Within the first few frames, this indie movie takes you to a world you didn’t know existed. In the middle of Queens, New York, in the shadow of the Shea Stadium, with views of the Manhattan skyline, is a ramshackle neighborhood of car repair and body shops, called the Iron Triangle. Alejandro, or Ale, as everyone calls him, is a 12-year-old street orphan who has learned to survive.
He is smart, responsible, hardworking, industrious and resourceful. He lives in a plywood room upstairs in a body shop where the owner allows him to be, partly because Ale cleans up, locks the place and is basically a human watchdog twenty-four hours a day. Ale makes money waving customers into the shop, the helps with body work, he sells bootlegged DVDs, peddles candy on the subway and he snatches purses when he has to, all to make a living.
Then his older sister arrives and now he has even more reason for success. He has dreams of making a better life for himself and his sister.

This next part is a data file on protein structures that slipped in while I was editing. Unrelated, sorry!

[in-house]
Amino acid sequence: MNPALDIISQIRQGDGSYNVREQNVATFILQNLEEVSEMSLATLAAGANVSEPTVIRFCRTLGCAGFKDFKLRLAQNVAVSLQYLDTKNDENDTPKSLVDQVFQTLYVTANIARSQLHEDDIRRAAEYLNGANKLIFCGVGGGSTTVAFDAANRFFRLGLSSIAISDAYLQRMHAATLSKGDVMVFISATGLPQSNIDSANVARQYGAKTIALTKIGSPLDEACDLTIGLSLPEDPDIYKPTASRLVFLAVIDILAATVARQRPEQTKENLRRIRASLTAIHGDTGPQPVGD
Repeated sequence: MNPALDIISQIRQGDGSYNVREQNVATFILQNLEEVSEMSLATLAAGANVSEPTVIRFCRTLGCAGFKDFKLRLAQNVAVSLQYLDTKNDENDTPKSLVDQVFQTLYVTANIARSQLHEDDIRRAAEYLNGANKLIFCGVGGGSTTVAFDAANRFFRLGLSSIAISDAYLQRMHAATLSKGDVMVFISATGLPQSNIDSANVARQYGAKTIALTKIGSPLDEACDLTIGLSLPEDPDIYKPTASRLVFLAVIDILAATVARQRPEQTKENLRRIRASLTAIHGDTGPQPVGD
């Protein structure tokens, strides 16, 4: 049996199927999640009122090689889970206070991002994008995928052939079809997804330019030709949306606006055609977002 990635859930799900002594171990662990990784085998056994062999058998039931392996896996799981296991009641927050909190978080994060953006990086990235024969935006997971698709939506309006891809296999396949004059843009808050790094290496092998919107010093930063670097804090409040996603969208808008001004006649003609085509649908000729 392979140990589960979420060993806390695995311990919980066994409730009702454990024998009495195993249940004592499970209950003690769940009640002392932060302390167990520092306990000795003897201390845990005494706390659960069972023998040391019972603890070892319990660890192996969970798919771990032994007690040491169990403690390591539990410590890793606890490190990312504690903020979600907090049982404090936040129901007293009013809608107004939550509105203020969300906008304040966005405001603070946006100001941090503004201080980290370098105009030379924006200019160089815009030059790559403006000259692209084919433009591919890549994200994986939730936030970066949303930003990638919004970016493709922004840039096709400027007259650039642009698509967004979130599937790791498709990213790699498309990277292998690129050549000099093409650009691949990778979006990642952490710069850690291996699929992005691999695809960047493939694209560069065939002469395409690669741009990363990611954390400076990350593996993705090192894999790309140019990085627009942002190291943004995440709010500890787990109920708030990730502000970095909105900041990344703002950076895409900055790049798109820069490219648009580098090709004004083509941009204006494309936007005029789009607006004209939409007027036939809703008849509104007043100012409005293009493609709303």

This movie took me to a different world, and the images are so desperate, you keep thinking you’re in Rio de Janeiro, or Nigeria, or Calcutta. But this is New York City. The images are disjointed. You can’t understand their slang half the time, but it does not matter. The images are all in English. Adults, teenagers and children are fighting for survival, frame after frame, and at the end, you wonder what the story was. The movie, as a movie, didn’t work. It just kept stumbling along, and when the credits rolled, I was dissatisfied and ready to give zero stars.
But then, perhaps that was the point, day after day of endless struggle, frame after frame of more of the same desolate images of dirt streets, graffiti covered walls and roll up doors, junk everywhere, the story disconnected. Perhaps that was the message after all?